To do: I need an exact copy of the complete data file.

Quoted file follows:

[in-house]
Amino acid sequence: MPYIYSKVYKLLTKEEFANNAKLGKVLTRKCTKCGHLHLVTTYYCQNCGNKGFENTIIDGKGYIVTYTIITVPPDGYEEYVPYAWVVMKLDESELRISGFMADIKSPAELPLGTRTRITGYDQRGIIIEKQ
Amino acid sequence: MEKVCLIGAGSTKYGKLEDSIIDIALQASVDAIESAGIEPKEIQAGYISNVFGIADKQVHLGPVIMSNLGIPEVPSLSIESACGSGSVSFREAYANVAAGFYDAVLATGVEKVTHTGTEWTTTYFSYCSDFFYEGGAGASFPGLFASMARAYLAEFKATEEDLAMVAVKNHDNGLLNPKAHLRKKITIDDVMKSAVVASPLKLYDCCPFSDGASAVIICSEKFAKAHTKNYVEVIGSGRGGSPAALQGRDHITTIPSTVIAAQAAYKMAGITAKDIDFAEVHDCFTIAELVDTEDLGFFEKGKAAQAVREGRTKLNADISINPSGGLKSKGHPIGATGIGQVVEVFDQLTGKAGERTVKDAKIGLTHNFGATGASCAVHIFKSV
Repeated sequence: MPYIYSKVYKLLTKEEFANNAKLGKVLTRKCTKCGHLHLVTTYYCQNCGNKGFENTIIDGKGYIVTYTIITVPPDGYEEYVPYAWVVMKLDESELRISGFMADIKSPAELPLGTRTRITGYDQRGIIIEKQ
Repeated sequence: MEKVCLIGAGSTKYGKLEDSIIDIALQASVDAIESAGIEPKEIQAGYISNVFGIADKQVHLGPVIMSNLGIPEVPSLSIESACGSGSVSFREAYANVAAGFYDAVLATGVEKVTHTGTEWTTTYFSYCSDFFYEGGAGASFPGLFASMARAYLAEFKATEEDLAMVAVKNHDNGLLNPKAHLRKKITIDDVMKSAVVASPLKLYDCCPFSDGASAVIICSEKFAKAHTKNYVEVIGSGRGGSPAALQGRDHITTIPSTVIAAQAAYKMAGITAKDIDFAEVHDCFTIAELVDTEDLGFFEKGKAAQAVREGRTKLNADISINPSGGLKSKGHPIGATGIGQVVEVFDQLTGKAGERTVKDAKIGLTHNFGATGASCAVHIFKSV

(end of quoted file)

[in-house]
Amino acid sequence: MPYIYSKVYKLLTKEEFANNAKLGKVLTRKCTKCGHLHLVTTYYCQNCGNKGFENTIIDGKGYIVTYTIITVPPDGYEEYVPYAWVVMKLDESELRISGFMADIKSPAELPLGTRTRITGYDQRGIIIEKQ
Amino acid sequence: MEKVCLIGAGSTKYGKLEDSIIDIALQASVDAIESAGIEPKEIQAGYISNVFGIADKQVHLGPVIMSNLGIPEVPSLSIESACGSGSVSFREAYANVAAGFYDAVLATGVEKVTHTGTEWTTTYFSYCSDFFYEGGAGASFPGLFASMARAYLAEFKATEEDLAMVAVKNHDNGLLNPKAHLRKKITIDDVMKSAVVASPLKLYDCCPFSDGASAVIICSEKFAKAHTKNYVEVIGSGRGGSPAALQGRDHITTIPSTVIAAQAAYKMAGITAKDIDFAEVHDCFTIAELVDTEDLGFFEKGKAAQAVREGRTKLNADISINPSGGLKSKGHPIGATGIGQVVEVFDQLTGKAGERTVKDAKIGLTHNFGATGASCAVHIFKSV
Repeated sequence: MPYIYSKVYKLLTKEEFANNAKLGKVLTRKCTKCGHLHLVTTYYCQNCGNKGFENTIIDGKGYIVTYTIITVPPDGYEEYVPYAWVVMKLDESELRISGFMADIKSPAELPLGTRTRITGYDQRGIIIEKQ
Repeated sequence: MEKVCLIGAGSTKYGKLEDSIIDIALQASVDAIESAGIEPKEIQAGYISNVFGIADKQVHLGPVIMSNLGIPEVPSLSIESACGSGSVSFREAYANVAAGFYDAVLATGVEKVTHTGTEWTTTYFSYCSDFFYEGGAGASFPGLFASMARAYLAEFKATEEDLAMVAVKNHDNGLLNPKAHLRKKITIDDVMKSAVVASPLKLYDCCPFSDGASAVIICSEKFAKAHTKNYVEVIGSGRGGSPAALQGRDHITTIPSTVIAAQAAYKMAGITAKDIDFAEVHDCFTIAELVDTEDLGFFEKGKAAQAVREGRTKLNADISINPSGGLKSKGHPIGATGIGQVVEVFDQLTGKAGERTVKDAKIGLTHNFGATGASCAVHIFKSV